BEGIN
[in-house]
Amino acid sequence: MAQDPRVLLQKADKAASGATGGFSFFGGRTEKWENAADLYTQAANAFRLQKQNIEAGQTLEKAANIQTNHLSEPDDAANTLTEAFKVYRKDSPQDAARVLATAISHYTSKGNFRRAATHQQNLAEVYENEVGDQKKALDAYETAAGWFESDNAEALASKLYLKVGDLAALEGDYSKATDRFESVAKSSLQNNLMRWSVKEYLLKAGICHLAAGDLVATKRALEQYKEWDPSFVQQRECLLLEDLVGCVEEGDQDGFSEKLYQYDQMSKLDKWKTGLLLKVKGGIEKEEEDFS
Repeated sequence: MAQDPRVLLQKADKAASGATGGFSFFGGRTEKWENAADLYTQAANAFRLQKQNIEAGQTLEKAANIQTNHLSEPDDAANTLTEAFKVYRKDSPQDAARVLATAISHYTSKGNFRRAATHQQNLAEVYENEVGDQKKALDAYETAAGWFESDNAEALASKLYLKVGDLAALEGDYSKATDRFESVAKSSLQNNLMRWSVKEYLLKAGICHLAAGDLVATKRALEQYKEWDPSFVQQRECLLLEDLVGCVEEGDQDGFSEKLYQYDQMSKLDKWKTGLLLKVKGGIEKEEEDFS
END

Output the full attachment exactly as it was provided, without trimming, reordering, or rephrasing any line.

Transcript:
[in-house]
Amino acid sequence: MAQDPRVLLQKADKAASGATGGFSFFGGRTEKWENAADLYTQAANAFRLQKQNIEAGQTLEKAANIQTNHLSEPDDAANTLTEAFKVYRKDSPQDAARVLATAISHYTSKGNFRRAATHQQNLAEVYENEVGDQKKALDAYETAAGWFESDNAEALASKLYLKVGDLAALEGDYSKATDRFESVAKSSLQNNLMRWSVKEYLLKAGICHLAAGDLVATKRALEQYKEWDPSFVQQRECLLLEDLVGCVEEGDQDGFSEKLYQYDQMSKLDKWKTGLLLKVKGGIEKEEEDFS
Repeated sequence: MAQDPRVLLQKADKAASGATGGFSFFGGRTEKWENAADLYTQAANAFRLQKQNIEAGQTLEKAANIQTNHLSEPDDAANTLTEAFKVYRKDSPQDAARVLATAISHYTSKGNFRRAATHQQNLAEVYENEVGDQKKALDAYETAAGWFESDNAEALASKLYLKVGDLAALEGDYSKATDRFESVAKSSLQNNLMRWSVKEYLLKAGICHLAAGDLVATKRALEQYKEWDPSFVQQRECLLLEDLVGCVEEGDQDGFSEKLYQYDQMSKLDKWKTGLLLKVKGGIEKEEEDFS